Age-related stress and disease But what if increased ROS generation is a consequence rather than a cause of aging? Haigis, M.C. and Yankner, B.A. 2010. The aging stress response. Mol. Cell 40, 333-344; Hekimi, S. et al. 2011. Taking a ‘good’ look at free radicals in the aging process. Trends in Cell Biology. 21, 569-576.
Data in support of the MFRTA Sod-1-/- mice have shortened lifespan and have high levels of oxidative damage (but they die from hepato- cellular carcinoma) (Elchuri et al., 2005 Oncogene 24, 367-380) Age-1 mutant of C. elegans has increased lifespan, increased SOD and catalase, and increased resistance to oxidative stress, heat shock and UV radiation (reviewed In Johnson, F.B. et al. 1999. Cell 96, 291-302) Sun et al 1999 Mol. Cell. Biol. 19, 216-218 The lifespan extension becomes less evident after backcrossing, Thus effect is likely the result of interaction with specific alleles at other loci
Evidence incompatible with the MFRTA • A lack of correlation between the level of ROS production and longevity in various • species • (ii) Deleterious rather than beneficial effects on lifespan from the administration • of antioxidants in various species from invertebrates to humans • The inactivation or over-expression of antioxidants fails to produce outcomes • that support the MFRTA • (iv) The existence of long-lived mutants and species with high ROS production • and high levels of oxidative damage Hekimi, S. et al. 2011. Taking a ‘good’ look at free radicals in the aging process. Trends in Cell Biology. 21, 569-576.
Data which do not support the MFRTA and which may contradict it Recent studies have also linked high oxidative stress to extended lifespan (Andziak et al 2006 Aging Cell 5, 463- 471; Andziak et al. 2006 Aging Cell 5, 525-532; Csiszar et al. 2008 Am J Physiol Heart Circ Physiol 295, H1882- H1894; Ran et al 2007 J Gerontol A Biol Sci Med Sci 62, 932-942) Increasing levels of a mitochondrial antioxidant, Coenzyme Q10, in mice, has no effects on lifesapn (Sohal et al. 2006 Free Radic Biol Med 40, 480-487) Partial inactivation of Mclk1, a mitochondrial enzyme necessary for coenzyme Q biosynthesis, prolong average and maximum mouse lifespan despite high oxidative stress (Lapointe et al.2009 JBC 284, 20364-20374) (Perez et al. 2009 Aging Cell 8, 73-75) **Deletion of Sod-2 in C. elegans fails to shorten lifespan and actually prolongs it, despite increased oxidative stress (Van Raamsdonk and Hekimi 2009 PLoS Genet. 5, e1000361. Overexpression of antioxidant enzymes such as SOD1, SOD2 and catalase does not increase the lifespan of mice (Muller et al. 2007 Free Radic Biol Med 43, 477-503; Huang et al. 2000 J Gerontol A Biol Sci Med Sci 55, B5-B9. Mice knockouts of GPX1 (glutathione peroxidase, SOD1, 2 or 3 do not have decreased lifespan, despite increased oxidative stress (Van Remmen et al. 2003 Physiol Genomics 16, 29-37; Williams et al. 1998 JBC 273, 28510-28515) Mice which overexpress a proofreading-deficient version of the mitochondrial DNA polymerase γ accumulate mtDNA mutations and display features of accelerated aging, which correlated with the induction of apoptotic markers, but not with increased markers of oxidative stress (Kujoth et al. 2005 Science 309, 481-484).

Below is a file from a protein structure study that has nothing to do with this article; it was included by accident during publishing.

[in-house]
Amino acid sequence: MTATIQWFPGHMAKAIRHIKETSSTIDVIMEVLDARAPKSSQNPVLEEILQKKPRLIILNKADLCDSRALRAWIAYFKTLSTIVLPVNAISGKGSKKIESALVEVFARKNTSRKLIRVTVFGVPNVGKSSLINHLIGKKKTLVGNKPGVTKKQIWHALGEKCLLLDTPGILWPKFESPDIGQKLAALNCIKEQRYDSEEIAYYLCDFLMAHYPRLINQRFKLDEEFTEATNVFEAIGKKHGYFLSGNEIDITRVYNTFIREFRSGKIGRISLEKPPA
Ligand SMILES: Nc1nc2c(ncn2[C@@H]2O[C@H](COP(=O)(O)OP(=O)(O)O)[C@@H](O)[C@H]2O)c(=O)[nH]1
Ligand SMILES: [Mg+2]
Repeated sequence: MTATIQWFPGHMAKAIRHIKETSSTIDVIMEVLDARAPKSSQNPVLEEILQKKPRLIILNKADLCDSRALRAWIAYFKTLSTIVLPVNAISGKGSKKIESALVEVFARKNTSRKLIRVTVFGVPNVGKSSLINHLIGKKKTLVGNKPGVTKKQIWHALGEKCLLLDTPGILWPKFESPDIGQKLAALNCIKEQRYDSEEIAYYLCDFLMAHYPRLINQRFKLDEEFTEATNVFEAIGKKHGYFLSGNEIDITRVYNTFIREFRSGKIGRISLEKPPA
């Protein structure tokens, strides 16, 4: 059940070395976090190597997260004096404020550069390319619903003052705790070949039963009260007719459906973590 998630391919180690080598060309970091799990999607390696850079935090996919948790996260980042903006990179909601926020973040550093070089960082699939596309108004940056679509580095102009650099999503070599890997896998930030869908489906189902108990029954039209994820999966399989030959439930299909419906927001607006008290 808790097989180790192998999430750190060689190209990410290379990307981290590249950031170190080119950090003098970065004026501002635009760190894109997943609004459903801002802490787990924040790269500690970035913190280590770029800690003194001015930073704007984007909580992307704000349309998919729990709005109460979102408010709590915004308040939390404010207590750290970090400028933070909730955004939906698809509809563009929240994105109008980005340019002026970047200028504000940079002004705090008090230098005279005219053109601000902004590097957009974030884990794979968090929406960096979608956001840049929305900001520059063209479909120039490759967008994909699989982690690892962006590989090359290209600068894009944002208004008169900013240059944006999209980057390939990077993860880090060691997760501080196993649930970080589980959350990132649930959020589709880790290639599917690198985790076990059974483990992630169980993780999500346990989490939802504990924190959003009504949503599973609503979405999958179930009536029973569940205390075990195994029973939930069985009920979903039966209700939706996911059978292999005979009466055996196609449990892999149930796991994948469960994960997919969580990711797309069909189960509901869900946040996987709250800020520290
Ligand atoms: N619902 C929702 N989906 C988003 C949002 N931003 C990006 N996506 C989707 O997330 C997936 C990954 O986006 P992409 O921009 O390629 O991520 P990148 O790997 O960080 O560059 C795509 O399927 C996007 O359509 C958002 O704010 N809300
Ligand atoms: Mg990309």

Lapointe J. and Hekimi, S. 2009. When a theory of aging ages badly. Cell. Mol. Life. Sci. Sep 3. [Epub ahead of print]
Sources and targets of ROS Enzymes modulating the oxidative status and stress response are regulated by kinases and phosphatases Hekimi, S. et al. 2011. Taking a ‘good’ look at free radicals in the aging process. Trends in Cell Biology. 21, 569-576.
ROS as signaling molecules funtioning as stress signals in response to age-dependent damage ROS can stimulate beneficial responses to cellular stresses produced by aging: -autophagy -DNA base excision repair -protective transcription factor HIF-1a -changes in gene expression? Nuo-6 is a subunit of complex I of mitochondrial respiratory chain; Mclk1+/ mice lack one copy of an enzyme that is necessary for the synthesis of the antioxidant and redox co-factor ubiquinone Hekimi, S. et al. 2011. Taking a ‘good’ look at free radicals in the aging process. Trends in Cell Biology. 21, 569-576.
Stress-response hormesis and aging? Hormesis: a set of phenomena in which exposure to transient and/or repeated doses of a potentially harmful factor induces an adaptive beneficial effect on the cell or organism Lapointe J. and Hekimi, S. 2010. When a theory of aging ages badly. Cell. Mol. Life. Sci. 67, 1-8.